This is a great review from Roast Magazine on a new black woman-owned coffee shop and roastery, one I hope to buy from if they release a decaf bag in the future. They come from a legal background and have a very zesty website filled to the brim with all their goals and inspirations. Check this piece out if you want a little dash of hope to go with your daily doomscrolling. …Seriously. Take a break from social media and get some fresh air.

coffee, industry news

Certified Or Not? USDA Updating Its Regulations For Coffee Brands

It’s difficult to figure out which brands are legitimately organic and which aren’t. That’s the point.

It’s hard to demand better when you don’t even know where to start, right? The coffee industry’s supply chain has long since danced on a thin line between necessary and highly convoluted, with many today calling for ‘snipping the links’ to improve transparency. This could mean farmers also operating as roasters. This could mean importers receiving less money. It’s a lot of talk with not much action…but the USDA has had about enough.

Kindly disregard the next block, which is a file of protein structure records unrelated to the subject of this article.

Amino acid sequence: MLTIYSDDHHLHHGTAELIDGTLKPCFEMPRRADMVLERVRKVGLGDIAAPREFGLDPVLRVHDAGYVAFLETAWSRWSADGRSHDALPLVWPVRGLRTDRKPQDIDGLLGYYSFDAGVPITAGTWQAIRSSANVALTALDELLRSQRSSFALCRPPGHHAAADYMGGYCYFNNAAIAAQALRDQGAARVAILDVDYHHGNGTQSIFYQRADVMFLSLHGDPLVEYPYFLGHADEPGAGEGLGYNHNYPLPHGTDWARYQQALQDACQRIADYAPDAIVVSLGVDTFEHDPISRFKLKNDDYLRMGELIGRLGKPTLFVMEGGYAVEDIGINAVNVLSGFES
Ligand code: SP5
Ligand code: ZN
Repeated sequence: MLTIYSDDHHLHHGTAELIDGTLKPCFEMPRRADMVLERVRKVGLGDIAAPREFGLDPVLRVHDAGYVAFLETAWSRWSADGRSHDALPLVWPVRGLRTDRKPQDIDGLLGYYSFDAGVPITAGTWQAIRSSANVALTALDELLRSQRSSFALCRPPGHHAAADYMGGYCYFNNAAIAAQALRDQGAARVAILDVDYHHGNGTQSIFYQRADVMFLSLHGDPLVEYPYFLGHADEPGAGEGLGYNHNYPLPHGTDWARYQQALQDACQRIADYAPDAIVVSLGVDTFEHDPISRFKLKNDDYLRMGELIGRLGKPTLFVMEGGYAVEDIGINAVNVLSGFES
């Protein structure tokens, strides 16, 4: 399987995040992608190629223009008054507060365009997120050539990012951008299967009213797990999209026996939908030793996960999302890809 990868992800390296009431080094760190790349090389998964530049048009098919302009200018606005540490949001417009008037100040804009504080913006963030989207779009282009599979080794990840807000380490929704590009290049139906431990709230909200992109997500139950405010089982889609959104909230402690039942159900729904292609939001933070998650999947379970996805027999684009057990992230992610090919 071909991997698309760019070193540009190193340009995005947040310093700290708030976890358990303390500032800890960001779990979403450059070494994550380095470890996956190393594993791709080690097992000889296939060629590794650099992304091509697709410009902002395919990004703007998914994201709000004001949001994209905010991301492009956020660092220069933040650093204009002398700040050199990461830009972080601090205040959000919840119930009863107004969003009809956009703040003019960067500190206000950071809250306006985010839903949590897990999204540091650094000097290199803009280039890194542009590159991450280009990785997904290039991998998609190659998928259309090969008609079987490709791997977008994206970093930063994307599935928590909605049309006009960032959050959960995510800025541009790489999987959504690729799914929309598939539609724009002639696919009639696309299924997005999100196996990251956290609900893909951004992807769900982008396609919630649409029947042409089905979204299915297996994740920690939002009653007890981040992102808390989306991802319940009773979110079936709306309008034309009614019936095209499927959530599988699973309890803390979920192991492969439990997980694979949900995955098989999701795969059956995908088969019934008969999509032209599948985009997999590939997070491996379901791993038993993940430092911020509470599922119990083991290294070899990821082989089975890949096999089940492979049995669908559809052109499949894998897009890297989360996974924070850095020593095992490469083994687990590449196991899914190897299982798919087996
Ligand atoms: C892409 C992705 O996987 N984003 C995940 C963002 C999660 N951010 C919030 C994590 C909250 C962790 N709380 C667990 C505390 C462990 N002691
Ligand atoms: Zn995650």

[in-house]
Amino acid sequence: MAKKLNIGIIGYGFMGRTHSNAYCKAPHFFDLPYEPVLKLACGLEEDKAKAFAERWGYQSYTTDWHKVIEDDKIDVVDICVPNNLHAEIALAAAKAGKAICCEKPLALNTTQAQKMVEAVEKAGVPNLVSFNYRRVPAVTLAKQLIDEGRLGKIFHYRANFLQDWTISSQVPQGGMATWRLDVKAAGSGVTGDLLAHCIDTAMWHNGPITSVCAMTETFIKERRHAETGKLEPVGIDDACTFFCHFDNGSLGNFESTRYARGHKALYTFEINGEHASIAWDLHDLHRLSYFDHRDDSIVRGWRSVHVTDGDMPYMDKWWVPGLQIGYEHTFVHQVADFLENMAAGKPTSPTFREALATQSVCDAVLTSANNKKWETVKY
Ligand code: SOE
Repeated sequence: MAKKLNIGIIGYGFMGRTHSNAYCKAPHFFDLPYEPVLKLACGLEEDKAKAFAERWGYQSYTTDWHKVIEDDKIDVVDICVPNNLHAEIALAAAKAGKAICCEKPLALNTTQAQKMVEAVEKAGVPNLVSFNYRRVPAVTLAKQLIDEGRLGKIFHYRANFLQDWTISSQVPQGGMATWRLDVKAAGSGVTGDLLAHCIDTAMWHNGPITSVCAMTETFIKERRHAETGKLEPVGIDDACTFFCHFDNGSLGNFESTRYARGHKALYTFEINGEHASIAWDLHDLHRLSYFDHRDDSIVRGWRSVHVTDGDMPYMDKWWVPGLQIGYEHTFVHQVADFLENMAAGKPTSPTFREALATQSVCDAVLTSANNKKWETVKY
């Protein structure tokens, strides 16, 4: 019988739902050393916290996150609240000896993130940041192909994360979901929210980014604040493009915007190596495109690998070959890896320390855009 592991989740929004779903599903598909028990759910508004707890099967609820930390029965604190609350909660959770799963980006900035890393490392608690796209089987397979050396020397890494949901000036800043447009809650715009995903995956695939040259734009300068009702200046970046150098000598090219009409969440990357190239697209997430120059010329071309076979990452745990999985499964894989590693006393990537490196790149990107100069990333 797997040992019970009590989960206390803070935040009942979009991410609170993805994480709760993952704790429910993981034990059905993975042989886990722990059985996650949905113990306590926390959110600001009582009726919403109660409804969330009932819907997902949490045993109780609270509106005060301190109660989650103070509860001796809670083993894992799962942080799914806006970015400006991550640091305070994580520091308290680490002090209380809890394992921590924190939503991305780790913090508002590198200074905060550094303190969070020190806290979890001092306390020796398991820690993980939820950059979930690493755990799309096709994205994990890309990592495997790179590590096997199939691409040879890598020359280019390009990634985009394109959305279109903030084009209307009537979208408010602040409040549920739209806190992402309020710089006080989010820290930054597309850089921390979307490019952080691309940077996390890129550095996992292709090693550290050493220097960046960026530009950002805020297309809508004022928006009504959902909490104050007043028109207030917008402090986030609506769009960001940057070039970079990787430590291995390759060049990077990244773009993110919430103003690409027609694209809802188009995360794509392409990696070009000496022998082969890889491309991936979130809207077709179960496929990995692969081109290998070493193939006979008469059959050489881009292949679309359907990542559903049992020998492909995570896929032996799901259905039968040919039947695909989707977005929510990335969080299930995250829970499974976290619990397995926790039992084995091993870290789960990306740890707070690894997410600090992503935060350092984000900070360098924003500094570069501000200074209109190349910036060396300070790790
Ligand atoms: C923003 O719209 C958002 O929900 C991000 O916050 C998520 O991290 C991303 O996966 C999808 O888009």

Short for the United States Department of Agriculture, the USDA is a well-known organic label on many specialty coffee brands. So well-known, in fact, it’s starting to lose meaning entirely. New standards are now being implemented to better manage a severe lack of oversight on ethical and eco-friendly farming standards in the coffee industry. Inconsistent implementation, misinterpreting the rules and a lack of consequences for those that shirk responsibility are cited as common issues with the label.

You can never ask too many questions. Do you often look into organic labels when buying a product? If so, do you go the extra mile to see if they’re legit?

coffee, industry news

The Coffee Crisis Is Worse Than You Think

It’s hard to comprehend the magnitude of an entire planet on the brink of no return.